Icahn Values Apple At US$240 Per Share, Calls For Larger Buyback
In arriving at a valuation of US$240 per share (with Apple shares currently trading for around US$128.77), Icahn states he believes Apple is set for further expansion and success in two new categories – television and automobiles.
“After reflecting upon Apple’s tremendous success, we now believe Apple shares are worth $240 today,” Icahn writes in the open letter to Apple Chief Executive Officer Tim Cook.
“Apple is poised to enter and in our view dominate two new categories (the television next year and the automobile by 2020) with a combined addressable market of $2.2 trillion, a view investors don’t appear to factor into their valuation at all.”
Reports emerged earlier in the year that Apple is looking to enter the car business, with speculation that Apple has an electrical vehicle in development.
Icahn last year also wrote to Apple, arguing that the tech giant was undervalued, valuing Apple at US$203 per share, which was around double its price at the time.
In his most recent letter, Icahn praises Apple for repurchasing US$80 billion of its shares and calls for a further buyback.
“We are pleased that Apple has directionally followed our advice and repurchased $80 billion of its shares (yielding the company’s shareholders an excellent return), but the company’s enormous net cash position continues to grow while the company’s shares are still dramatically undervalued,” Icahn writes.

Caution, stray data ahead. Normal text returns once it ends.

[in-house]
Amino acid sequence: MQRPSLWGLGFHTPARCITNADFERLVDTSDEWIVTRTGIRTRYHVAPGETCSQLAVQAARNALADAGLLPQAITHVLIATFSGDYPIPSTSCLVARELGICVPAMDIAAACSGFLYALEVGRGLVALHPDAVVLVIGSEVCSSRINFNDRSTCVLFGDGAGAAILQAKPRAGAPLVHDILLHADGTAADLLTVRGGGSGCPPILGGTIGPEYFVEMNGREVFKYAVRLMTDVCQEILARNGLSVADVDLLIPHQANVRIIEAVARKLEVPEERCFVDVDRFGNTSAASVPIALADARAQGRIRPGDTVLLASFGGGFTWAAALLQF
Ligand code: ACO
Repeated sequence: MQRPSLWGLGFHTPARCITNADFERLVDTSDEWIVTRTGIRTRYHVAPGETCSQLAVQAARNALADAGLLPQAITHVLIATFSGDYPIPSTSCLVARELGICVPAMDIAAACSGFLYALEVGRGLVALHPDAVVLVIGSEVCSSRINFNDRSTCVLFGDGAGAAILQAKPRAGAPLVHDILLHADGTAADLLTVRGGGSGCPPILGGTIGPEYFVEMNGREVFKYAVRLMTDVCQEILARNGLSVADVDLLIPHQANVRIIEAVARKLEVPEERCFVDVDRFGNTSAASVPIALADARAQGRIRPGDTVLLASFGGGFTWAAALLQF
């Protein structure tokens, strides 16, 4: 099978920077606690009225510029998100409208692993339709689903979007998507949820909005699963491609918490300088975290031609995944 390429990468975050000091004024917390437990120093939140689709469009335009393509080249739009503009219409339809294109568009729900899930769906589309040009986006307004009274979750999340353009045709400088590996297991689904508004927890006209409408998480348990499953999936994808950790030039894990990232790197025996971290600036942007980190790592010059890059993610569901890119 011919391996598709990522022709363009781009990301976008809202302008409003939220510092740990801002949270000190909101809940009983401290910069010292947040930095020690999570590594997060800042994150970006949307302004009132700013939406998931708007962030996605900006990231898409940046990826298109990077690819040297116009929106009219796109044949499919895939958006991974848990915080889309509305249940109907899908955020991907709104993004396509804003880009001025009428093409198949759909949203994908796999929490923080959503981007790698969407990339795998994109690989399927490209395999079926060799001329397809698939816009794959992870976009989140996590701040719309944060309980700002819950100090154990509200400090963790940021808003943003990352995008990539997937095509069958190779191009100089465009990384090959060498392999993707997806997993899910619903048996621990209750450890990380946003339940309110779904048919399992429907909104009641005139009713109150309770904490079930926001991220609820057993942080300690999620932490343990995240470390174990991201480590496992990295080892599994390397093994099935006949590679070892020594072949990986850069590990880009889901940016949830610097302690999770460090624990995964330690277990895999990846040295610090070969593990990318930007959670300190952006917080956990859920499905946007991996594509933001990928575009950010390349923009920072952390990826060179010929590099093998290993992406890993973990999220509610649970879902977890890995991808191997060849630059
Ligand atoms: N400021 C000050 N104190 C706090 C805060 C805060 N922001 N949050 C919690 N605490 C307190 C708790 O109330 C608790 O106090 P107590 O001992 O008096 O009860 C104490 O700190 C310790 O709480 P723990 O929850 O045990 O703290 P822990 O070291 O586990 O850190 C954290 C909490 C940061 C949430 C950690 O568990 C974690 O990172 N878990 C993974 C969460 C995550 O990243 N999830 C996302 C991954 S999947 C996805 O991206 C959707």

“With Apple’s shares trading for just $128.77 per share versus our valuation of $240 per share, now is the time for a much larger buyback.”
While Icahn notes that existing product lines, including the Apple Watch, Apple Pay, HomeKit, HealthKit and Beats Music, represent “a tremendous opportunity”, he points to Apple’s increasing spend in research and development as an indicator of further growth ahead.
“It may be difficult for some to fathom (only because Apple is already the largest company in the world), but Apple is very much a long-term growth story from our perspective, which is exactly why we believe the company’s shares should trade at a premium multiple to the S&P 500, as opposed to the S&P 500 trading at a 60% premium to Apple,” Icahn writes.
“While we respect and admire Apple’s predilection for secrecy, the company’s aggressive increases in R&D spending (and some of the more well-supported rumours) have bolstered our confidence that Apple will enter two new product categories: television and cars.”